Norwich Film Festival 2014 counts V For Vendetta editor among its judging panel

Norwich Film festival organisers Rob Drury, Kellen Playford, Katy Quigley, Emmaa-Louise Smith and Danielle King get ready for this weeks viewings.
Photo by Simon Finlay. Norwich Film festival organisers Rob Drury, Kellen Playford, Katy Quigley, Emmaa-Louise Smith and Danielle King get ready for this weeks viewings. Photo by Simon Finlay.

Tuesday, May 6, 2014
6:30 AM

Norwich Film Festival 2014 launches at the Odeon today, with an Oscar-winning film editor among its judging panel.

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What’s on at Norwich Film Festival 2014?

Today - Odeon Norwich from 6pm – An evening of short films. 18+

Thursday - Odeon Norwich from 6pm - BAFTA short films and animations on tour. 15+

Saturday - The Kings Centre, Norwich from 5.30pm – V For Vendetta screening and question and answer session with Martin Walsh. 15+

Monday, May 12 - Odeon Norwich from 6pm - An evening of short films (part two). 18+

Tuesday, May 13 - Odeon Norwich from 6pm - An evening of short films (part three). 18+

Friday, May 16 - The Rumsey Wells, Norwich from 8pm - Norwich Film Festival 2014 closing night.

The annual event was founded by local film-maker Kellen Playford in 2009, and aims to showcase independent films to a wide audience.

Its reputation is growing and this year the film editor of V For Vendetta - Martin Walsh - is on board.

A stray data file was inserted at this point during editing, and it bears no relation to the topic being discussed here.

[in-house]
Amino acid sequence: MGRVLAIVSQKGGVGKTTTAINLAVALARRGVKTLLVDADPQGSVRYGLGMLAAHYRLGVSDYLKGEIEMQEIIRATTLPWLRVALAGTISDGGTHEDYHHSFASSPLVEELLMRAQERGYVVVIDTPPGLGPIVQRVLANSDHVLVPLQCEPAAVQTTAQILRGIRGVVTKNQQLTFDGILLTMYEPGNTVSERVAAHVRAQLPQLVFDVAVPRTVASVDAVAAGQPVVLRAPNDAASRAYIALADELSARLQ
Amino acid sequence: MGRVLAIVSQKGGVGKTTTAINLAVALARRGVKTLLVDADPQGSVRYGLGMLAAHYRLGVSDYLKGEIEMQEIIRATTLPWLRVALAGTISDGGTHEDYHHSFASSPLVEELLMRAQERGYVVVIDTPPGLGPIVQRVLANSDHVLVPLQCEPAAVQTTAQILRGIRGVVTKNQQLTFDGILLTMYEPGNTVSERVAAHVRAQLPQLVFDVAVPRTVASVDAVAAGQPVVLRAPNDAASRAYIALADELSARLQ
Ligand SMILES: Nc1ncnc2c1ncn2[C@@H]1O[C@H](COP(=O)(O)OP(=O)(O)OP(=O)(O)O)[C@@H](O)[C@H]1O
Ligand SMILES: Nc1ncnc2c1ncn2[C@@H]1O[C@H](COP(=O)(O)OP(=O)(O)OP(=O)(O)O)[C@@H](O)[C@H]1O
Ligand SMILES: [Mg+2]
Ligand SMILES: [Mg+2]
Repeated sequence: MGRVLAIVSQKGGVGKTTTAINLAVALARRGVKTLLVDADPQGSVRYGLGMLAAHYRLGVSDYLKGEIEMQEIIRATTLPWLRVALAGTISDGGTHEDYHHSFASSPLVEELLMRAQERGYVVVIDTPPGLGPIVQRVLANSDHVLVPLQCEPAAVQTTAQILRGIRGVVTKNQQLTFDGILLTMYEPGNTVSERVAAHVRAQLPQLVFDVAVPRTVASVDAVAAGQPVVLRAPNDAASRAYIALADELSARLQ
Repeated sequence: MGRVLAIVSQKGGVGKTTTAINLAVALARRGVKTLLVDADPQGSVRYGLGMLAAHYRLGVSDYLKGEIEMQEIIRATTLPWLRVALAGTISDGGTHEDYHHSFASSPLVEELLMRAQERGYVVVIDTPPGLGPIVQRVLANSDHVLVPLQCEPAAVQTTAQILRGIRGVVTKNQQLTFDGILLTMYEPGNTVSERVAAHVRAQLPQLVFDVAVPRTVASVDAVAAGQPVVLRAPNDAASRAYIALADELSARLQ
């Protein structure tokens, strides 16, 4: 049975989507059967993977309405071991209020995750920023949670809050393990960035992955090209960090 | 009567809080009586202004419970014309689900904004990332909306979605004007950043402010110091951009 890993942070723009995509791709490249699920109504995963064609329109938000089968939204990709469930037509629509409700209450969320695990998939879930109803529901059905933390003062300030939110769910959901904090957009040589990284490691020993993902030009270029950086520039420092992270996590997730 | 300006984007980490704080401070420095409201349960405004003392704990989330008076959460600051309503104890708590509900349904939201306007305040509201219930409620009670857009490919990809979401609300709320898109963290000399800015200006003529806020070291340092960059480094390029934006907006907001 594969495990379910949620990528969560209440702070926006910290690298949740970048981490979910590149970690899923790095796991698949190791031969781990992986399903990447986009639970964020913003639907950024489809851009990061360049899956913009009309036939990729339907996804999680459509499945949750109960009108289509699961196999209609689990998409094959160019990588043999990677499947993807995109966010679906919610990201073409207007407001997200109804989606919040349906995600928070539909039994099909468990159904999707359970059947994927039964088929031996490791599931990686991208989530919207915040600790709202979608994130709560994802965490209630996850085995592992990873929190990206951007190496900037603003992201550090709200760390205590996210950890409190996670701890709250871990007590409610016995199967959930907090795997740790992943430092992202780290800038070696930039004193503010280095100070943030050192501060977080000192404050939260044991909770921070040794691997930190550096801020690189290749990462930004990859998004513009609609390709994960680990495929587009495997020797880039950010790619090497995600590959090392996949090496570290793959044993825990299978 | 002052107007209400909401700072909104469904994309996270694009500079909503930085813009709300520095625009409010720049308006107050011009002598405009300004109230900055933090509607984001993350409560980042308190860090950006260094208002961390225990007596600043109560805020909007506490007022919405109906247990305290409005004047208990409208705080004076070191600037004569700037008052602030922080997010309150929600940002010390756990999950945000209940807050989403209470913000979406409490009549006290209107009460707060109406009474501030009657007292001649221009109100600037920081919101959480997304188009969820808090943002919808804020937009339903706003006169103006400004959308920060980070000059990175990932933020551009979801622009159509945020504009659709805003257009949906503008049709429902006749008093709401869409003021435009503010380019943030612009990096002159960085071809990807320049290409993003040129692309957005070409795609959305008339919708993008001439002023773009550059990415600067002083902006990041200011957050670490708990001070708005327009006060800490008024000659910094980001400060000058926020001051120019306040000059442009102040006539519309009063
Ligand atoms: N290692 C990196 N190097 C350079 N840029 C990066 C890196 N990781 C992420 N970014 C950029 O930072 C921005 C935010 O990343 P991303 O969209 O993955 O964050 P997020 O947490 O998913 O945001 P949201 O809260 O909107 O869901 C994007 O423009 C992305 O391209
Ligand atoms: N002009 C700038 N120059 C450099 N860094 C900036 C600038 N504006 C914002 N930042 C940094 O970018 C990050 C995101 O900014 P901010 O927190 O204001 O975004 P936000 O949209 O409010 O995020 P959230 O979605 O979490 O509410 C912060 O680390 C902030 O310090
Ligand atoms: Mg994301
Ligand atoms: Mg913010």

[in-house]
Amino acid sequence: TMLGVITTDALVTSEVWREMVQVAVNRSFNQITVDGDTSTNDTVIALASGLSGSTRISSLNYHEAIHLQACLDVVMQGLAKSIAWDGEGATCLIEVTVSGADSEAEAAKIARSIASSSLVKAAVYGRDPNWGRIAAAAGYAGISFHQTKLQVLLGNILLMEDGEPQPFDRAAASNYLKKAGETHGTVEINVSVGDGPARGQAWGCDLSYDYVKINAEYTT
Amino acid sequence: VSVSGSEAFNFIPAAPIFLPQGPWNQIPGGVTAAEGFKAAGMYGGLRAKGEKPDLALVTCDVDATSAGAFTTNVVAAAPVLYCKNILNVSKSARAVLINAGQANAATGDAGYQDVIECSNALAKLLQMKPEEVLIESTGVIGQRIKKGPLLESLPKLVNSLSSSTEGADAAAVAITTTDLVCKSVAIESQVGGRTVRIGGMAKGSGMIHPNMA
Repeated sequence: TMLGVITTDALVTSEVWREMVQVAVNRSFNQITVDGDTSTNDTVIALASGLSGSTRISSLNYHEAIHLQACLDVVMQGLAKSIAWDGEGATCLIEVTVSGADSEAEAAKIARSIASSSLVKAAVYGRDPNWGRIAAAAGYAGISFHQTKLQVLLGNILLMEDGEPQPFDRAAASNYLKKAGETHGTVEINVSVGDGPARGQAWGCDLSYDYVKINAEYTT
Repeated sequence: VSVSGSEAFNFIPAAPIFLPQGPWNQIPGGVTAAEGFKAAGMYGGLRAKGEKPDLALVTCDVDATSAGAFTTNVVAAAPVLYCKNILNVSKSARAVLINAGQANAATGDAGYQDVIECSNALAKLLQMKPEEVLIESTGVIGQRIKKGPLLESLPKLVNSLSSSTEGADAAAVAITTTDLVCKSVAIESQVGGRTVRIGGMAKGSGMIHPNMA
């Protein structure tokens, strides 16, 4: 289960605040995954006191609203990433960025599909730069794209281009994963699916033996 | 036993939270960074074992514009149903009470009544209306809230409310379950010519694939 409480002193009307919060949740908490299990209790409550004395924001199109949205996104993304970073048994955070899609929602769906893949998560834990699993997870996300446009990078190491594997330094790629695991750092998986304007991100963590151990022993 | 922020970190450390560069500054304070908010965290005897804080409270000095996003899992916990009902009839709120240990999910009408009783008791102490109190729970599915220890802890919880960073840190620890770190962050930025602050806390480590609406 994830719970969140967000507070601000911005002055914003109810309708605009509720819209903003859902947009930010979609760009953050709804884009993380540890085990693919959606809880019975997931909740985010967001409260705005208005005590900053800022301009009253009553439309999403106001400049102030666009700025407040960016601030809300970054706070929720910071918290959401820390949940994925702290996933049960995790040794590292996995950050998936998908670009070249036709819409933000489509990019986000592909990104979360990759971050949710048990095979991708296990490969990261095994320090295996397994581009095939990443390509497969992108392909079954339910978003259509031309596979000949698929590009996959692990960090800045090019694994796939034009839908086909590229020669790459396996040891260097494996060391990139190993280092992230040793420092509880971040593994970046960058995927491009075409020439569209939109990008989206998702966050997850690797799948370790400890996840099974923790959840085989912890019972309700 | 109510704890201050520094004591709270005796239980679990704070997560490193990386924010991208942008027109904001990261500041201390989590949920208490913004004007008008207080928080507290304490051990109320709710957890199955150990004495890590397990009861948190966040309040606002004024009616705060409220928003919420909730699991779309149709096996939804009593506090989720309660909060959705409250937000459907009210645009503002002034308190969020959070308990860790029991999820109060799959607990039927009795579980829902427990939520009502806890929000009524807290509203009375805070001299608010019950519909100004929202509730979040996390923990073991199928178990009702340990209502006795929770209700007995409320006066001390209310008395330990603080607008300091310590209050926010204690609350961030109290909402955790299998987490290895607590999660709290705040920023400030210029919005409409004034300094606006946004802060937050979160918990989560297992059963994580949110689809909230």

While it was founded in 2009, the festival is only in its fourth year after taking time out until 2012.

“The first year was our practice year,” explained Mr Playford, 29. “We didn’t really know what to expect and we included everything - feature films and documentaries.

“It was overwhelming and we had too many entries, so we scaled it back to short films.”

A six-strong team now helps to run the event, and it has increased capacity from around 70 per night last year to around 110 per screening - after moving from Cinema City to the Odeon at Riverside.

Mr Playford said the festival attracts up to 500 entries per year, and this must be whittled down to a shortlist before the festival.

The shortlist will be played across three nights at the Odeon.

There will be question and answer sessions afterwards, and Mr Playford said organisers are keen for more local input.

“We probably get about half a dozen to a dozen local entries per year,” he said. “Not as many as we want.

“We’ve had a bit more interest from the UEA this year and we will do a series of events throughout the year to get them more involved.”

Entries this year are from as far afield as Australia, America and Norway.

As well as the short films to be judged, there will be a screening of BAFTA short films an animations - only shown at an exclusive few cities across the UK.

And there will be a special screening of V For Vendetta, together with a question and answer session with its editor Martin Walsh.

“We called his agent and he said he would love to do it and suggested a film night with one of his pieces of work,” added Mr Playford, who studied film-making at Brunel University in London.

Organisers have teamed up with Bath and Stockport film festivals to show each other’s films, and are holding raffles with signed posters and books to secure the future of the Norwich event.

Mr Playford said he founded the festival in 2009 to help a film-maker friend.

“I didn’t have much on at the time,” he smiled. “We screened 109 films just so my friend could show his film.

“It’s fun to do. I meet a lot of cool people and hopefully I will do it for a lot of years after this.”

For details and to book tickets see www.norwichfilmfestival.co.uk

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